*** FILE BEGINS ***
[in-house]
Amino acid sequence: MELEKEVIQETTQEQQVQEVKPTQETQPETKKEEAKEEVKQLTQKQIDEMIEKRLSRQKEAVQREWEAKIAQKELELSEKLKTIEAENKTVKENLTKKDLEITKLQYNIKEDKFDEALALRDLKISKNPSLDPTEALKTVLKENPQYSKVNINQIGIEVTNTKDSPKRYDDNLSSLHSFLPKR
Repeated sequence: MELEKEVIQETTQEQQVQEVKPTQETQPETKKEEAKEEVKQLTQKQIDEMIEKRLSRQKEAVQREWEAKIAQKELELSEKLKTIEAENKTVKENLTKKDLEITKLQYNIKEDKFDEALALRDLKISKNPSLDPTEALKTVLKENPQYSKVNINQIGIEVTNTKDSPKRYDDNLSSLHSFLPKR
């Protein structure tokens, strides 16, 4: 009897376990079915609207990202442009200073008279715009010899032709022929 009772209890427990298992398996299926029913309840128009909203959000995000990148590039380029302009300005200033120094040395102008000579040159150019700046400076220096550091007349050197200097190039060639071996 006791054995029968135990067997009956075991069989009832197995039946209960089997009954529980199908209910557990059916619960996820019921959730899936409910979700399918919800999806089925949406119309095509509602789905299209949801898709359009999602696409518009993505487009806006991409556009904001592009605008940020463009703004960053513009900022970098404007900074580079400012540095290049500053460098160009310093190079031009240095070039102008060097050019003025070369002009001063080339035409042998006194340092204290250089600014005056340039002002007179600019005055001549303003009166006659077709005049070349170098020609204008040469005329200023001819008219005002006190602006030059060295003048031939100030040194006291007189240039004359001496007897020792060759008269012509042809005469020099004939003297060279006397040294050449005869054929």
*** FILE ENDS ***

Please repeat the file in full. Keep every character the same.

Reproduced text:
[in-house]
Amino acid sequence: MELEKEVIQETTQEQQVQEVKPTQETQPETKKEEAKEEVKQLTQKQIDEMIEKRLSRQKEAVQREWEAKIAQKELELSEKLKTIEAENKTVKENLTKKDLEITKLQYNIKEDKFDEALALRDLKISKNPSLDPTEALKTVLKENPQYSKVNINQIGIEVTNTKDSPKRYDDNLSSLHSFLPKR
Repeated sequence: MELEKEVIQETTQEQQVQEVKPTQETQPETKKEEAKEEVKQLTQKQIDEMIEKRLSRQKEAVQREWEAKIAQKELELSEKLKTIEAENKTVKENLTKKDLEITKLQYNIKEDKFDEALALRDLKISKNPSLDPTEALKTVLKENPQYSKVNINQIGIEVTNTKDSPKRYDDNLSSLHSFLPKR
């Protein structure tokens, strides 16, 4: 009897376990079915609207990202442009200073008279715009010899032709022929 009772209890427990298992398996299926029913309840128009909203959000995000990148590039380029302009300005200033120094040395102008000579040159150019700046400076220096550091007349050197200097190039060639071996 006791054995029968135990067997009956075991069989009832197995039946209960089997009954529980199908209910557990059916619960996820019921959730899936409910979700399918919800999806089925949406119309095509509602789905299209949801898709359009999602696409518009993505487009806006991409556009904001592009605008940020463009703004960053513009900022970098404007900074580079400012540095290049500053460098160009310093190079031009240095070039102008060097050019003025070369002009001063080339035409042998006194340092204290250089600014005056340039002002007179600019005055001549303003009166006659077709005049070349170098020609204008040469005329200023001819008219005002006190602006030059060295003048031939100030040194006291007189240039004359001496007897020792060759008269012509042809005469020099004939003297060279006397040294050449005869054929």